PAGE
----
Home - Persistent breaches of workplace policies can justify dismissal

UpdatesMar 23, 2019

Persistent breaches of workplace policies can justify dismissal

Employers often ask if breaches of workplace policies are sufficient to justify dismissal. Whilst a substantial and wilful breach of a policy will generally constitute a valid reason for dismissal, multiple minor breaches of a policy, even if each individual breach may not be capable of being regarded as serious, can also constitute a valid reason for dismissal.

By Hannah Pelka-Caven

Employers often ask if breaches of workplace policies are sufficient to justify dismissal. Whilst a substantial and wilful breach of a policy will generally constitute a valid reason for dismissal, multiple minor breaches of a policy, even if each individual breach may not be capable of being regarded as serious, can also constitute a valid reason for dismissal.

This was recently illustrated in Hanson v Rhino Rack (2019), where the Fair Work Commission (FWC) upheld the dismissal of a warehouse worker who repeatedly breached his employer’s policies.

The employee had been employed as a store person in the employer’s warehouse since April 2017.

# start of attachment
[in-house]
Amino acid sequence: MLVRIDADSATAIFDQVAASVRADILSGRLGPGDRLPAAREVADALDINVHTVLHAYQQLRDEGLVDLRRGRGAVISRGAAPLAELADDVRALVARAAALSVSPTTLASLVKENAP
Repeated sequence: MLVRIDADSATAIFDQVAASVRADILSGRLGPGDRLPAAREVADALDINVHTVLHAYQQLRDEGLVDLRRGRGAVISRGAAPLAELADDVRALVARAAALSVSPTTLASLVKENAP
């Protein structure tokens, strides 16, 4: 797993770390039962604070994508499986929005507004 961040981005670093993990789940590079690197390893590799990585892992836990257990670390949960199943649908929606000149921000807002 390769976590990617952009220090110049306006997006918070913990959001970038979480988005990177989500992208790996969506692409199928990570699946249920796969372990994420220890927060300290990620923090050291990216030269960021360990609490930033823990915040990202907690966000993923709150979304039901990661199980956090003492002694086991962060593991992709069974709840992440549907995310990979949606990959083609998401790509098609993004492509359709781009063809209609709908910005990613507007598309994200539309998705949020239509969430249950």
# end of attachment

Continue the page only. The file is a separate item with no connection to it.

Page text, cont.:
The employer had several policies and procedures which governed conduct within the warehouse, and were applicable to the employee’s eventual dismissal:

The employee was caught repeatedly breaching the above policies and was verbally cautioned. He also received a written warning in relation to his breach of the no-smoking policy. However, despite these warnings, the employee continued to breach the applicable policies.

As a result, the employer commenced a disciplinary process, giving the employee a show cause letter stating that the employee was intentionally and persistently breaching their policies and procedures.

The employee responded to the allegations stating, “…for the most part I can’t say I’m innocent.” In response, the employer terminated his employment.

The employee then commenced unfair dismissal proceedings. The employee argued that he had not breached the employer’s policies and procedures, but that if he had it was either not intentional or that the procedures were not important and he was only required to “try” to follow them.

The FWC Deputy President found that the employer’s policies and procedures, and the directions to follow them, were reasonable and lawful and the employee had repeatedly breached those policies and directions, even given he had been informally and formally warned not to do so.

The Deputy President stated

“While [the employee’s] conduct may not in isolation have justified his dismissal … I am satisfied that [the employee’s] conduct involved, in aggregate, a consistent pattern of behaviour that demonstrated a repeated disregard for and refusal to comply with Rhino Rack’s lawful and reasonable policies, procedures and directions. I am satisfied in those circumstances [the employee’s] conduct constituted a valid reason for his dismissal.”

He also examined the disciplinary process followed by the employer and found that it was procedurally fair and that the dismissal “was proportional to the persistent nature of his conduct and was not in all the circumstances harsh, unjust or unreasonable”.

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